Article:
Violets (Black Ocean Productions)
It's been a while since I've talked about the songs that pop into my head when I read something...but literally the whole time I was reading, or of my favorite songs from middle and high school (and I still listen to it today, to be honest) was playing in loop in my head. The classic Descendants bop just played over, and over, and over again, and I think it's mostly fitting as the storyline unfolds across the 68 pages of wonder.
I'm the One--The Descendants, Everything Sucks, 1996
Violets is driven by two primary characters: Alder (the man who is perpetually stuck in the friend zone) and Iris (the woman he is in love with, but she makes it more than clear they are just friends). After Alder pours his heart out to Iris over a cup of coffee, and it is evident by her reaction that she likes him, but not in the way he wishes. What unfolds over the next couple of pages are the five times across their lives together where Alder knew his love for Iris was different than anyone else. Then, we experience the five stages of relationship loss we can all relate to: Denial, Anger, and Depression, Depression, Depression.
Does he stay the course and attempt to slowly work his way out of the friend zone. Will he keep being a nice guy and hope and pray that Iris will finally fall in love with him naturally?
The emotional roller coaster we experience are the highs and lows of the newfound reciprocated love but suddenly Alder acknowledges something is off which takes us through a fascinating discussion of the morals and ethics of love and togetherness. The final half of the book really brings to the forefront a conversation long overdue about consent and the repercussions of forcing love to be reciprocated.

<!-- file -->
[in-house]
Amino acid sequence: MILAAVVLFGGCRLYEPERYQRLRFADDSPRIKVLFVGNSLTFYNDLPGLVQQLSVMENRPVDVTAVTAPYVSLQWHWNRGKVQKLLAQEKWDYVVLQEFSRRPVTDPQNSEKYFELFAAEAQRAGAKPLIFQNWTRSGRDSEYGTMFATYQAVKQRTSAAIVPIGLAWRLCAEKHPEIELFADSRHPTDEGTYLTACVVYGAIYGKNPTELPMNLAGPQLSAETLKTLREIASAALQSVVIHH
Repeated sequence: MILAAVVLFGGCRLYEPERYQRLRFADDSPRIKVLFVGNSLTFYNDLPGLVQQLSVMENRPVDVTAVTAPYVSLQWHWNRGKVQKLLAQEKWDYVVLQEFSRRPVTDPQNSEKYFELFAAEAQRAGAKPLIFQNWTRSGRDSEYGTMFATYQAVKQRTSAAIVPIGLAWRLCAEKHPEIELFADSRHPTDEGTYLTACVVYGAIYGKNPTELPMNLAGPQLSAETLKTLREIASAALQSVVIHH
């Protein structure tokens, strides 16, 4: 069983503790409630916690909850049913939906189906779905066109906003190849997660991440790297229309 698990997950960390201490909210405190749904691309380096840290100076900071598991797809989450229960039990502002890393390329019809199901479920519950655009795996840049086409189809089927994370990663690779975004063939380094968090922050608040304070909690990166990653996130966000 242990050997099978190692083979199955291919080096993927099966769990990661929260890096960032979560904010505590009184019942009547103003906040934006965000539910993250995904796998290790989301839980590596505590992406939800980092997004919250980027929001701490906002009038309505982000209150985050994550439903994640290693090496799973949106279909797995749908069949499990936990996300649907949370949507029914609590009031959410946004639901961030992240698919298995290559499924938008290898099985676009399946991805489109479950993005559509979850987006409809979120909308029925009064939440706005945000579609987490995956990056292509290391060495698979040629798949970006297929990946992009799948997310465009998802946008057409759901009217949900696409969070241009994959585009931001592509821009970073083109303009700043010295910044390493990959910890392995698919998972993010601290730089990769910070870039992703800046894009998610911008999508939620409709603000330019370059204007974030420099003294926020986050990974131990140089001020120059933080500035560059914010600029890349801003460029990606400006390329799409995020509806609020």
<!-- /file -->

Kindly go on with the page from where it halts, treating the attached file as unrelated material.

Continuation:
The art is quite good. The ability of the creative team to catch Alder and Iris' true feelings for one another in the opening panels. The embodiment of Alder's friend-zoning depression is reminiscent of myself at several times in my youth. The experience in the field of violets and the fake Iris is quite etherial. The moments of love and lust are as equally intense as the moments of discontent and rage. The work with the petals throughout some of the vertical spreads are creepily gorgeous. The connection between script and art is seriously on point.
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The journey of a 30-something father of three who's trying to break into the world of reviewing comics after a loooooong hiatus...
Rimmey is a high school history/government teacher & speech and debate coach in Kansas. He has slowly been rediscovering his love for comics since June of 2019.
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